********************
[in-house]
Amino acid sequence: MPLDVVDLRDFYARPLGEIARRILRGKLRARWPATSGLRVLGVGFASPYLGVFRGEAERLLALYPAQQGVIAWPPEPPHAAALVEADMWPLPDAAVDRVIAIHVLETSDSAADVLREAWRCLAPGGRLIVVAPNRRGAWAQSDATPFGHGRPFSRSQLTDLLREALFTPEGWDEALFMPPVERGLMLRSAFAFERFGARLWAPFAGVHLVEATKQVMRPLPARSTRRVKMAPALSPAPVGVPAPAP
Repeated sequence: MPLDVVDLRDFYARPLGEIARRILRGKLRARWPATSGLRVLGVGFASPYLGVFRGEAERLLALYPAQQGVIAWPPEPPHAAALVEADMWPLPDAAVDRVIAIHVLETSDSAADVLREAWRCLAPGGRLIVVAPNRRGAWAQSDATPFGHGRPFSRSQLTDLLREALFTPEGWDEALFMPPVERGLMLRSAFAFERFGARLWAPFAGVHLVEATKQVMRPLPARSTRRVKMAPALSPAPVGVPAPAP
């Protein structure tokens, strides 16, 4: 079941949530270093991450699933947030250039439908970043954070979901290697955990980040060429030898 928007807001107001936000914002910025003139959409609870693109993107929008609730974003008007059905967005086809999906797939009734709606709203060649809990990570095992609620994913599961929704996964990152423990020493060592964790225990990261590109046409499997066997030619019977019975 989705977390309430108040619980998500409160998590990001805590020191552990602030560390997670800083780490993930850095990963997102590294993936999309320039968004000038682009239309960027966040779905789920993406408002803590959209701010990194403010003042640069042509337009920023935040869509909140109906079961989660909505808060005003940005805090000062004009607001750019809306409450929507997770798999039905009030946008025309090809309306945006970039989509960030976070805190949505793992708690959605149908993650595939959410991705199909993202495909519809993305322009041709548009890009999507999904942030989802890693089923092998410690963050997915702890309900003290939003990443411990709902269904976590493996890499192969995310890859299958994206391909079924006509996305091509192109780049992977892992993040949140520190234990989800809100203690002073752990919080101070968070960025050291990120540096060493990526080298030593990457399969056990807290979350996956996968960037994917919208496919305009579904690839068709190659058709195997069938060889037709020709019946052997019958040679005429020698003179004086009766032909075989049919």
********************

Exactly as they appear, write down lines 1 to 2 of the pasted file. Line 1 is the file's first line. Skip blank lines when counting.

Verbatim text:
[in-house]
Amino acid sequence: MPLDVVDLRDFYARPLGEIARRILRGKLRARWPATSGLRVLGVGFASPYLGVFRGEAERLLALYPAQQGVIAWPPEPPHAAALVEADMWPLPDAAVDRVIAIHVLETSDSAADVLREAWRCLAPGGRLIVVAPNRRGAWAQSDATPFGHGRPFSRSQLTDLLREALFTPEGWDEALFMPPVERGLMLRSAFAFERFGARLWAPFAGVHLVEATKQVMRPLPARSTRRVKMAPALSPAPVGVPAPAP